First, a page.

Special counsel Robert Mueller has filed new charges against Paul Manafort and his former aide Konstantin Kilimnik, according to a third superseding indictment filed by Mueller’s office Friday.

Manafort, President Donald Trump’s former campaign chairman, and Kilimnik, a Russian-Ukrainian political consultant and suspected intelligence operative, were charged Friday with obstruction of justice and conspiracy to obstruct justice.

Manafort is also charged with conspiracy against the United States, conspiracy to launder money, acting as an unregistered agent of a foreign principal, making false and misleading Foreign Agents Registration Act statements, and making false statements to the FBI.

The release of the new superseding indictment comes days after Mueller’s prosecutors formally accused the former Trump campaign chairman with attempting to tamper with witnesses in his case.

According to the new charges, Manafort and Kilimnik “knowingly and intentionally attempted to corruptly persuade another person” with “intent to influence, delay, and prevent the testimony of any person in an official proceeding” from Feb. 23 to April of this year.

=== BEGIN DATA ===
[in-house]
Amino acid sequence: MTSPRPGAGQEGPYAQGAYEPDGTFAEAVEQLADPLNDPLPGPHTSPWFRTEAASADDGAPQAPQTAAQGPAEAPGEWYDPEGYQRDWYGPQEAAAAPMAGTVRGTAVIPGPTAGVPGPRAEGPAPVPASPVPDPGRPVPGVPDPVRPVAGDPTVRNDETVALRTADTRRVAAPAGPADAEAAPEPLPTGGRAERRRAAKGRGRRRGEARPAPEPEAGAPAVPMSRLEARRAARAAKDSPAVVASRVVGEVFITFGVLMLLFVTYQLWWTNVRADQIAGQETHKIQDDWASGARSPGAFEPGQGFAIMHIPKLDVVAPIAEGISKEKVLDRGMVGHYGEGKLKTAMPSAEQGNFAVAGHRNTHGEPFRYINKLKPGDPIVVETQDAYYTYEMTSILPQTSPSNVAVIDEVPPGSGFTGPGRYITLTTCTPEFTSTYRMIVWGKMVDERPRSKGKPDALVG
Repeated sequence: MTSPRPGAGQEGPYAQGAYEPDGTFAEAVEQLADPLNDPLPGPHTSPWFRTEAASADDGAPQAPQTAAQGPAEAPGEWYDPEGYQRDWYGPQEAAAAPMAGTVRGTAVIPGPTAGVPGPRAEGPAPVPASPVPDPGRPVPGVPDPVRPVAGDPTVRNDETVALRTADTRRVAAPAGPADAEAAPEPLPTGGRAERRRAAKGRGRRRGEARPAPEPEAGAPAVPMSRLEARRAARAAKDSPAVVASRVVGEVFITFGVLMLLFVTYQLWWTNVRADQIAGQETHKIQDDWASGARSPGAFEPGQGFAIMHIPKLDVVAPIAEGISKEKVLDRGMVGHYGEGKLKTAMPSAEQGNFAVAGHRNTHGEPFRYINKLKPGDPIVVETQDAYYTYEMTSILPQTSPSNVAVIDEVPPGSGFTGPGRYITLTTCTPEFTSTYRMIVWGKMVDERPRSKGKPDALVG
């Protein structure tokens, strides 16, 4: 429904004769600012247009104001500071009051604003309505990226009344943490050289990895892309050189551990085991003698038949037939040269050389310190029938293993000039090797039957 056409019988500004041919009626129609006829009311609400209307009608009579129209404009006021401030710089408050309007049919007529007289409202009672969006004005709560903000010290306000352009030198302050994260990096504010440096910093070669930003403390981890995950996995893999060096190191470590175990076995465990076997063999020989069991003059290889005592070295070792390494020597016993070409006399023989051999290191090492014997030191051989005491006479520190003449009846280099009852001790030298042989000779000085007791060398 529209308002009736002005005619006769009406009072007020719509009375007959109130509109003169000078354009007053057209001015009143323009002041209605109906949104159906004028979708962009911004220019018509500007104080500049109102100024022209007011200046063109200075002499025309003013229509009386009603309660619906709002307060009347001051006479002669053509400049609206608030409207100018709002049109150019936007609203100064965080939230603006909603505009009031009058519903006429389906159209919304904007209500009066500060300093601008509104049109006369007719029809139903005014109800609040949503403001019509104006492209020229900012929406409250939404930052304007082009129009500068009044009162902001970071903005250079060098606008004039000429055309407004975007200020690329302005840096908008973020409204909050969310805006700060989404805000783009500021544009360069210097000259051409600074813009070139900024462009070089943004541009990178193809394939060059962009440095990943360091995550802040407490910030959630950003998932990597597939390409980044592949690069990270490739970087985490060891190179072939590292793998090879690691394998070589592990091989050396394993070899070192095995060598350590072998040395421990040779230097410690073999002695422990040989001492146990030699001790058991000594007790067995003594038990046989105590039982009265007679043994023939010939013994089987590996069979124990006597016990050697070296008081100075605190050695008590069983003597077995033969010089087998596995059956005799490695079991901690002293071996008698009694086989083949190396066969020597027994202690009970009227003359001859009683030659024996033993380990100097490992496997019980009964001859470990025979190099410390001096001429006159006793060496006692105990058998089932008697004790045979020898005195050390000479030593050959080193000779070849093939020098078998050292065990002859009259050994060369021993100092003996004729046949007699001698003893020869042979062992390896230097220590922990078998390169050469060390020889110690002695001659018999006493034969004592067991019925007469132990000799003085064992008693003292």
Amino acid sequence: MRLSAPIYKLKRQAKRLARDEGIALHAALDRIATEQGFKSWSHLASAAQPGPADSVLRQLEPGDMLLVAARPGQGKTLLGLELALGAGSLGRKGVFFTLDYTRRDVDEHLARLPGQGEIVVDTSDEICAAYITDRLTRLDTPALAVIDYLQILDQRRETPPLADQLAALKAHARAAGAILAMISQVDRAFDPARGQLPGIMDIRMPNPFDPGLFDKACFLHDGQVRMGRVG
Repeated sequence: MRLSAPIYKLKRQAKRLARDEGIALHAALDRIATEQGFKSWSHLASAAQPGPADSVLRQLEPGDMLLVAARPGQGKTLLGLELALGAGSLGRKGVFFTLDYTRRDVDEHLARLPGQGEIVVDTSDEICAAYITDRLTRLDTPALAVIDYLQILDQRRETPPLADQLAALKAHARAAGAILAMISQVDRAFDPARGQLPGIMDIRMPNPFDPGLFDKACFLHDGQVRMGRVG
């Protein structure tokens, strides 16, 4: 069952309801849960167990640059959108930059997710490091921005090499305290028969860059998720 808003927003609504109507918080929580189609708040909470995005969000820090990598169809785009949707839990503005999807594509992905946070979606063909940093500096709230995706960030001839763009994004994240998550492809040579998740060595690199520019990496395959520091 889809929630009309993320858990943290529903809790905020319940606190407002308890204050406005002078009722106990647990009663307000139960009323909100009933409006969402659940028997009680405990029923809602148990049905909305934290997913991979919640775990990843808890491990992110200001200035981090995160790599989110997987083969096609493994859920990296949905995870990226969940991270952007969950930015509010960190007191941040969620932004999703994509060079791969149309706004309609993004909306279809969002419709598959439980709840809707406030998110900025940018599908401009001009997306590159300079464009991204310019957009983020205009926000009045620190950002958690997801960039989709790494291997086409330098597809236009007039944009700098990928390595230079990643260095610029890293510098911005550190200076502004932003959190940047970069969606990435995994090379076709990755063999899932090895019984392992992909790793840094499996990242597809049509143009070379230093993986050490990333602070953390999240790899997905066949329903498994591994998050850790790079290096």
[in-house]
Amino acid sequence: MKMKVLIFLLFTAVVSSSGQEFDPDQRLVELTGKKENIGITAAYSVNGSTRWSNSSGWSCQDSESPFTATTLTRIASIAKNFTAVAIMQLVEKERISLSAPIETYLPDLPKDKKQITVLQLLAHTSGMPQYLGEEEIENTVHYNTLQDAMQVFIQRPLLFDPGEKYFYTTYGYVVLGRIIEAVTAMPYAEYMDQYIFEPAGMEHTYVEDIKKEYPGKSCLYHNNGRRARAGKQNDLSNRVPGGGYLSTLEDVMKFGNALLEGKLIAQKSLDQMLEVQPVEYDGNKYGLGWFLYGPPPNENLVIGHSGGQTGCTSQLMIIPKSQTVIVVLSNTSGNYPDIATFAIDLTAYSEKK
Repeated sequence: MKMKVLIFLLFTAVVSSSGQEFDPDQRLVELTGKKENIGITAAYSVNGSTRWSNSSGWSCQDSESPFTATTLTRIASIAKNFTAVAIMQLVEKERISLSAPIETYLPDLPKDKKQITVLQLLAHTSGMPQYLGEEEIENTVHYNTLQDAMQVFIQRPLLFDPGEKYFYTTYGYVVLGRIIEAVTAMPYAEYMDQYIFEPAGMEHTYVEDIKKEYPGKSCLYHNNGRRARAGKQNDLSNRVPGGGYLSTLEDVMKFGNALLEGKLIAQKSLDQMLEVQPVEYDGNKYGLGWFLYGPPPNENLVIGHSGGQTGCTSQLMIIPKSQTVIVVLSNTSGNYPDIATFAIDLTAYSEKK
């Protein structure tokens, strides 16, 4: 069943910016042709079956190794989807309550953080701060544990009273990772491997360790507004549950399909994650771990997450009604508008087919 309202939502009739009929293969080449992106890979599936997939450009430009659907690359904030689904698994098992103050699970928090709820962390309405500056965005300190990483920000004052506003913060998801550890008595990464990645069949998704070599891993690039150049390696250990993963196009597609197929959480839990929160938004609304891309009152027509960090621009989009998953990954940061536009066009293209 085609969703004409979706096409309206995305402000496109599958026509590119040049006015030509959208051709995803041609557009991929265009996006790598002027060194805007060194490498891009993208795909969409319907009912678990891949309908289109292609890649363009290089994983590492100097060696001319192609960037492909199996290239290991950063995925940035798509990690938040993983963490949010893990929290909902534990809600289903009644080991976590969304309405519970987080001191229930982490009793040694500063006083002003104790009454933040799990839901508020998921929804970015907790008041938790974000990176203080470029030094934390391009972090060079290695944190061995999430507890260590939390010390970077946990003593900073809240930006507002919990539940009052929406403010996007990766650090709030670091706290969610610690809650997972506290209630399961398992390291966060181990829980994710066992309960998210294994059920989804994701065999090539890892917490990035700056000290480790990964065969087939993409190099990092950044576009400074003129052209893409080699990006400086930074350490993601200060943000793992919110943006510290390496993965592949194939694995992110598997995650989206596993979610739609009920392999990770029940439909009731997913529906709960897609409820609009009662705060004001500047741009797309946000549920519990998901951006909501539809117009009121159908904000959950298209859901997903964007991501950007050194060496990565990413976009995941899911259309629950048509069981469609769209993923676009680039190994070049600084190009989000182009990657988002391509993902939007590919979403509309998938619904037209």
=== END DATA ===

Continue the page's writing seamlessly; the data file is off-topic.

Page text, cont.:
Feb. 23 is the date that Manafort’s longtime associate, Rick Gates, pleaded guilty to two charges stemming from the Mueller investigation.

Manafort, who spent years lobbying for pro-Russian interests in Ukraine before joining the Trump campaign, was already facing a number of charges from Mueller since he was first indicted in October.

Kilimnik, meanwhile, has been referenced in other filings by Mueller, but had not been named by the special counsel’s office until Friday.

Mueller is overseeing the FBI’s investigation into possible collusion between the Trump campaign and the Kremlin, along with potential obstruction of justice on the part of the president.

Trump has repeatedly characterized the probe as a “witch hunt” and continues to downplay Manafort’s role on his campaign. On Sunday, he claimed Manafort “wouldn’t have been hired” at all, had the Department of Justice or FBI told him about their investigations.

“Should have told me!” he tweeted Sunday.

Manafort led the Trump campaign during the summer of 2016, but stepped down as his connections to former Ukrainian President Viktor Yanukovych drew a tidal wave of scrutiny. He has since maintained his innocence, even mounting an unsuccessful legal challenge against Mueller’s authority.

The pressure against Manafort increased further in February, when Gates cut a plea deal with the special counsel.

Speaking to reporters Friday, Trump left the door open to the possibility of pardoning Manafort, along with his longtime personal attorney and fixer, Michael Cohen, who is also under federal investigation.

“They haven’t been convicted of anything,” Trump said, telling the media that he hasn’t given any thought to the notion. “There’s nothing to pardon.”

June 8, 2018, 3:12 p.m. Eastern: This story has been updated.